Effect of topical menthol gel on power output during 30-second high intensity anaerobic exercise

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Issue Date
2012-05
Authors
Hawkins, William C.
Rogers, Michael E.
Patterson, Jeremy A.
Simmons, Cali K.
Advisor
Citation

Hawkins, Will C.; Rogers, Michael E.; Patterson, Jeremy A.; Simmons, Cali K. 2012. Effect of topical menthol gel on power output during 30-second high intensity anaerobic exercise. Medicine and Science in Sports and Exercise, v.44 no.2 pp.806-807

Abstract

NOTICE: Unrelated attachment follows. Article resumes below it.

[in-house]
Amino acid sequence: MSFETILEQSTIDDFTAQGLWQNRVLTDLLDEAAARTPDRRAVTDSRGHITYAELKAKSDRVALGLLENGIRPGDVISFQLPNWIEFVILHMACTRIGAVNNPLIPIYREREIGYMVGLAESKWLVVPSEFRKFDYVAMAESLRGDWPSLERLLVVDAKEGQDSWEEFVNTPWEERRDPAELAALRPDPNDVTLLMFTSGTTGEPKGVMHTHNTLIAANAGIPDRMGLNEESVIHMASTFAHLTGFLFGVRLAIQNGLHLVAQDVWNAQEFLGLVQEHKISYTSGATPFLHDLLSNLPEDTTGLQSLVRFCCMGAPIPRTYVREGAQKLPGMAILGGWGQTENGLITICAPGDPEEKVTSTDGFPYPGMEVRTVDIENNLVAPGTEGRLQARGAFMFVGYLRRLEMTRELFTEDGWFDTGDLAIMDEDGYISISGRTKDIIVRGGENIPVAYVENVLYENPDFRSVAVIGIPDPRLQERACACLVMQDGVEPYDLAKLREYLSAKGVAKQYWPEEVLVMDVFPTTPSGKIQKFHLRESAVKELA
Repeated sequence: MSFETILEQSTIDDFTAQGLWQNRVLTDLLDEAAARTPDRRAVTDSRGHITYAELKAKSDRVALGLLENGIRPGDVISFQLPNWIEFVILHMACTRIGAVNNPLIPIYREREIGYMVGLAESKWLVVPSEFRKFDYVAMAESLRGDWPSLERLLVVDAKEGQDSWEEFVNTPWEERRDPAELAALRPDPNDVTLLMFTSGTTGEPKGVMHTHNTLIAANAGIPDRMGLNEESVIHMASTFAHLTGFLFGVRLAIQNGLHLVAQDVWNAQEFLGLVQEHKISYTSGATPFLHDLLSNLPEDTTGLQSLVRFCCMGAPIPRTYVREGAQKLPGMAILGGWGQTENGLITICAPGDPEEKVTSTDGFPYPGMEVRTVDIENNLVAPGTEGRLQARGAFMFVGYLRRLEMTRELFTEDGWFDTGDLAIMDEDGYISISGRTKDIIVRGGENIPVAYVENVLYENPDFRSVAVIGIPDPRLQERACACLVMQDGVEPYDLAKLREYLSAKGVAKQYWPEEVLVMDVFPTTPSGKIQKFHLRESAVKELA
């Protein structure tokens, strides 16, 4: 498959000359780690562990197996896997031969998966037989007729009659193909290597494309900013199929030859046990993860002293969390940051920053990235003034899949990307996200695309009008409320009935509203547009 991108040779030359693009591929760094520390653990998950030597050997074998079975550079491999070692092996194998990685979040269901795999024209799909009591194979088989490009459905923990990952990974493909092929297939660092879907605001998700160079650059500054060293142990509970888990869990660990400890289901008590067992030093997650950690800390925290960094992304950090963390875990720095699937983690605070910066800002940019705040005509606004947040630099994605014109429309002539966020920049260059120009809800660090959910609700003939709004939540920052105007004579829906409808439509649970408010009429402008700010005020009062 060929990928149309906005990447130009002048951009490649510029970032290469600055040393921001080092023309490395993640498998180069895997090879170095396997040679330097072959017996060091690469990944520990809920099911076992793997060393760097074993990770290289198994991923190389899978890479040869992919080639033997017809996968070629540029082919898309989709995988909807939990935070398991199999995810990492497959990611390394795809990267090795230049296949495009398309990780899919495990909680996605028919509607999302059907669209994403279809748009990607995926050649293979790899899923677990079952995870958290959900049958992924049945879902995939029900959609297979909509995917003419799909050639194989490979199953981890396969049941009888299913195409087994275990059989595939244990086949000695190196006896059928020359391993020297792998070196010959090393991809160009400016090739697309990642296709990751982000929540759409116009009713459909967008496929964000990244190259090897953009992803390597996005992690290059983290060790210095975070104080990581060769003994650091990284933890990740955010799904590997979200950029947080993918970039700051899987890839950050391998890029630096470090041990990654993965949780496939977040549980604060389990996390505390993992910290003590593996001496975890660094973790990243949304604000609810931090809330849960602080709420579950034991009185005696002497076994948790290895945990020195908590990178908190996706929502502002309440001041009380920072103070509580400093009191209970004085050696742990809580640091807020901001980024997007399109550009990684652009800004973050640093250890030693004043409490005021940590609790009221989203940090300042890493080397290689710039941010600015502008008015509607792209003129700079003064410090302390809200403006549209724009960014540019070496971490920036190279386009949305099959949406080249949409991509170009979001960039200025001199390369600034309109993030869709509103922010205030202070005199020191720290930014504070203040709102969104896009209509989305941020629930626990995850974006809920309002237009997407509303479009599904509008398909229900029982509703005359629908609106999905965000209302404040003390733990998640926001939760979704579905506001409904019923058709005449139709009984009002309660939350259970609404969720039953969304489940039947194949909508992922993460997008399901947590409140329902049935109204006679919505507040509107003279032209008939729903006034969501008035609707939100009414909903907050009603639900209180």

Topical menthol gel has been reported to reduce acute pain and studies of its effects as a cryotherapy tool have revealed levels of vasoconstriction similar to that of ice. During and following intense anaerobic activity when large amounts of lactate are being produced, lactate is cleared within muscle or transported from muscle to liver as it accumulates. Therefore, if blood flow is restricted then the ability to clear lactate and recover from a bout of intense exercise may be attenuated. PURPOSE: To determine if the topical application of menthol gel has any effect on blood lactate accumulation levels during a 30-second sprint. METHOD: 30 participants (14 male; 16 female) aged 20-38 (24.4 + 4.8) years each completed two trials, one with menthol gel and one without, with 48 hours between trials. For the trial with gel, a dose of 1ml of gel for every 200 cm2 sq cm of surface area was applied bilaterally to the anterior thigh area of each participant. For both trials, following a brief (2-3 sec) unloaded acceleration period, participants pedaled as fast as possible against a load of 0.75 kg kg¯¹ body mass for 30 sec. Blood lactate measures were obtained immediately after each trial. RESULTS: Mean + SD for blood lactate for the control group was 8.88 + 3.8 mmol. The trial group the mean + SD for blood lactate was 9.28 + 5.69 mmol. There were no statistical differences (p<0.05) between blood lactate levels with or without topical menthol gel application. CONCLUSION: Blood lactate levels immediately following exercise do not appear to be affected by using topical menthol gel. Given that our other research has revealed no higher power outputs with the use of topical menthol gel, it appears that anaerobic metabolism is unaffected by its use. However, future studies should evaluate local blood flow and lactate measures at longer post-exercise sampling times that would take into consideration the delay in transporting lactic acid from tissue to blood.

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